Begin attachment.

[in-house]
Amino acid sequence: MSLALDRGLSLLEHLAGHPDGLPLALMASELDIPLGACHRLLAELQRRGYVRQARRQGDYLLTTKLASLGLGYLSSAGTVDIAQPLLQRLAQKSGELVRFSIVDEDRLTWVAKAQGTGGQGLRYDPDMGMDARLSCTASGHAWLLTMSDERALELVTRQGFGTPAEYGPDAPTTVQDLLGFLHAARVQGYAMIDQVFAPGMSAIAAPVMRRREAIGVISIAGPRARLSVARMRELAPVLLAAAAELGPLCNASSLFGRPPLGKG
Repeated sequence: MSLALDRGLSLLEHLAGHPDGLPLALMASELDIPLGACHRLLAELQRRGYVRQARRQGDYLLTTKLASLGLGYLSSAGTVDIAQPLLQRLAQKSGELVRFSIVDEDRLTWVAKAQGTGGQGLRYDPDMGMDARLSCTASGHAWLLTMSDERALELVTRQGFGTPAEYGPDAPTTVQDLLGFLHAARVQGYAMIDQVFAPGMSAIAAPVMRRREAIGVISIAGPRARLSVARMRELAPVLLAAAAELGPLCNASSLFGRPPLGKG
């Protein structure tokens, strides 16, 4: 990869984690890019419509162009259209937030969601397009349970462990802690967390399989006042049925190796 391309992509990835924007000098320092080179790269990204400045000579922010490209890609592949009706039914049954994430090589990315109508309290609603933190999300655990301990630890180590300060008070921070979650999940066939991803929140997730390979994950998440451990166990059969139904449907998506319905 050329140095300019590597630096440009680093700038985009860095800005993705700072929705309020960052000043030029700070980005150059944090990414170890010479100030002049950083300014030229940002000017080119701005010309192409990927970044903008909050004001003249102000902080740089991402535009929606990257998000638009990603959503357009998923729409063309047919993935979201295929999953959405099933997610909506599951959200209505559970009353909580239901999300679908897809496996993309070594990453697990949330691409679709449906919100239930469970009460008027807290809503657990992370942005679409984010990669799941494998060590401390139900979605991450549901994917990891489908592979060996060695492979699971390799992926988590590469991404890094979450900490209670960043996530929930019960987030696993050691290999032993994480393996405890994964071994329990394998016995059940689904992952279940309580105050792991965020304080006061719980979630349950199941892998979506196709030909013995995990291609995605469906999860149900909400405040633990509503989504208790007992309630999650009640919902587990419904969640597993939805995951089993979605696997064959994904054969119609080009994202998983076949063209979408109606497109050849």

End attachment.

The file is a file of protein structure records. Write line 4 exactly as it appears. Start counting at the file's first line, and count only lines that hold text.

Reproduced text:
């Protein structure tokens, strides 16, 4: 990869984690890019419509162009259209937030969601397009349970462990802690967390399989006042049925190796 391309992509990835924007000098320092080179790269990204400045000579922010490209890609592949009706039914049954994430090589990315109508309290609603933190999300655990301990630890180590300060008070921070979650999940066939991803929140997730390979994950998440451990166990059969139904449907998506319905 050329140095300019590597630096440009680093700038985009860095800005993705700072929705309020960052000043030029700070980005150059944090990414170890010479100030002049950083300014030229940002000017080119701005010309192409990927970044903008909050004001003249102000902080740089991402535009929606990257998000638009990603959503357009998923729409063309047919993935979201295929999953959405099933997610909506599951959200209505559970009353909580239901999300679908897809496996993309070594990453697990949330691409679709449906919100239930469970009460008027807290809503657990992370942005679409984010990669799941494998060590401390139900979605991450549901994917990891489908592979060996060695492979699971390799992926988590590469991404890094979450900490209670960043996530929930019960987030696993050691290999032993994480393996405890994964071994329990394998016995059940689904992952279940309580105050792991965020304080006061719980979630349950199941892998979506196709030909013995995990291609995605469906999860149900909400405040633990509503989504208790007992309630999650009640919902587990419904969640597993939805995951089993979605696997064959994904054969119609080009994202998983076949063209979408109606497109050849």